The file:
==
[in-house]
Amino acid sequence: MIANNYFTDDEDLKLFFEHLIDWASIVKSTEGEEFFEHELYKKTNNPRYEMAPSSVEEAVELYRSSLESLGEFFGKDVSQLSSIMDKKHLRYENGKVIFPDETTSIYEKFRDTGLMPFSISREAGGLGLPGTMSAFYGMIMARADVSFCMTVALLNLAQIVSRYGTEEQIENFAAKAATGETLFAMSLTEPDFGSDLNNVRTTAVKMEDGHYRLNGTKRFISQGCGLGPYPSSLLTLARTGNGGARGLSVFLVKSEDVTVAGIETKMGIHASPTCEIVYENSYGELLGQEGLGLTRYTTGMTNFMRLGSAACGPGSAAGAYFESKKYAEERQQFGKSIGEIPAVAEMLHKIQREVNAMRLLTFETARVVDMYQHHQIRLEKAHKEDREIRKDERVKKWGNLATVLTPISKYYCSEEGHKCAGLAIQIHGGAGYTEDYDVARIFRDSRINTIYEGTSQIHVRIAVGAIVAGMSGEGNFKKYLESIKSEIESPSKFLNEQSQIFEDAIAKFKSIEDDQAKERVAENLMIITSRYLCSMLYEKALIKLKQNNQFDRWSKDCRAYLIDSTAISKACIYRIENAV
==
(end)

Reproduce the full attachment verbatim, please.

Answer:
[in-house]
Amino acid sequence: MIANNYFTDDEDLKLFFEHLIDWASIVKSTEGEEFFEHELYKKTNNPRYEMAPSSVEEAVELYRSSLESLGEFFGKDVSQLSSIMDKKHLRYENGKVIFPDETTSIYEKFRDTGLMPFSISREAGGLGLPGTMSAFYGMIMARADVSFCMTVALLNLAQIVSRYGTEEQIENFAAKAATGETLFAMSLTEPDFGSDLNNVRTTAVKMEDGHYRLNGTKRFISQGCGLGPYPSSLLTLARTGNGGARGLSVFLVKSEDVTVAGIETKMGIHASPTCEIVYENSYGELLGQEGLGLTRYTTGMTNFMRLGSAACGPGSAAGAYFESKKYAEERQQFGKSIGEIPAVAEMLHKIQREVNAMRLLTFETARVVDMYQHHQIRLEKAHKEDREIRKDERVKKWGNLATVLTPISKYYCSEEGHKCAGLAIQIHGGAGYTEDYDVARIFRDSRINTIYEGTSQIHVRIAVGAIVAGMSGEGNFKKYLESIKSEIESPSKFLNEQSQIFEDAIAKFKSIEDDQAKERVAENLMIITSRYLCSMLYEKALIKLKQNNQFDRWSKDCRAYLIDSTAISKACIYRIENAV